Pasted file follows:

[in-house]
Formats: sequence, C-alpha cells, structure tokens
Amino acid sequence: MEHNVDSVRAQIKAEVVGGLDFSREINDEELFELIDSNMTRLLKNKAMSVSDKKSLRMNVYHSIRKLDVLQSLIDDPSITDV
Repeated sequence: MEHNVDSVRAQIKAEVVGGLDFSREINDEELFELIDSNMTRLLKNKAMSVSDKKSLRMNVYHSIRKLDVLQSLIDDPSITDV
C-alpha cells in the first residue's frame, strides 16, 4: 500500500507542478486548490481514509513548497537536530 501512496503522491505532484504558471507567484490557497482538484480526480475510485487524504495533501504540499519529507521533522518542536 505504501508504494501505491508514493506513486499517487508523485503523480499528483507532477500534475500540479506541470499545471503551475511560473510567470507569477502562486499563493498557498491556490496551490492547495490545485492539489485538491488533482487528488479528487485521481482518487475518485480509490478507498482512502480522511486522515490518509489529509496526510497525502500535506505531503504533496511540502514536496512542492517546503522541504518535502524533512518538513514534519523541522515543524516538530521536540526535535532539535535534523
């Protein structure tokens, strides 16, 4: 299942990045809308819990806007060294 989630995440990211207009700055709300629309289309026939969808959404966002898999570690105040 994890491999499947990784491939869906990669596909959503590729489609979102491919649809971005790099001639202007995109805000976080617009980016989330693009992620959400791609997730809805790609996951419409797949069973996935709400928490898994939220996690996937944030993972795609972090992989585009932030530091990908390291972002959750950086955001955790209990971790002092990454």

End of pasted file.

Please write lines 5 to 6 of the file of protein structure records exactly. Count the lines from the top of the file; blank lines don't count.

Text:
C-alpha cells in the first residue's frame, strides 16, 4: 500500500507542478486548490481514509513548497537536530 501512496503522491505532484504558471507567484490557497482538484480526480475510485487524504495533501504540499519529507521533522518542536 505504501508504494501505491508514493506513486499517487508523485503523480499528483507532477500534475500540479506541470499545471503551475511560473510567470507569477502562486499563493498557498491556490496551490492547495490545485492539489485538491488533482487528488479528487485521481482518487475518485480509490478507498482512502480522511486522515490518509489529509496526510497525502500535506505531503504533496511540502514536496512542492517546503522541504518535502524533512518538513514534519523541522515543524516538530521536540526535535532539535535534523
């Protein structure tokens, strides 16, 4: 299942990045809308819990806007060294 989630995440990211207009700055709300629309289309026939969808959404966002898999570690105040 994890491999499947990784491939869906990669596909959503590729489609979102491919649809971005790099001639202007995109805000976080617009980016989330693009992620959400791609997730809805790609996951419409797949069973996935709400928490898994939220996690996937944030993972795609972090992989585009932030530091990908390291972002959750950086955001955790209990971790002092990454």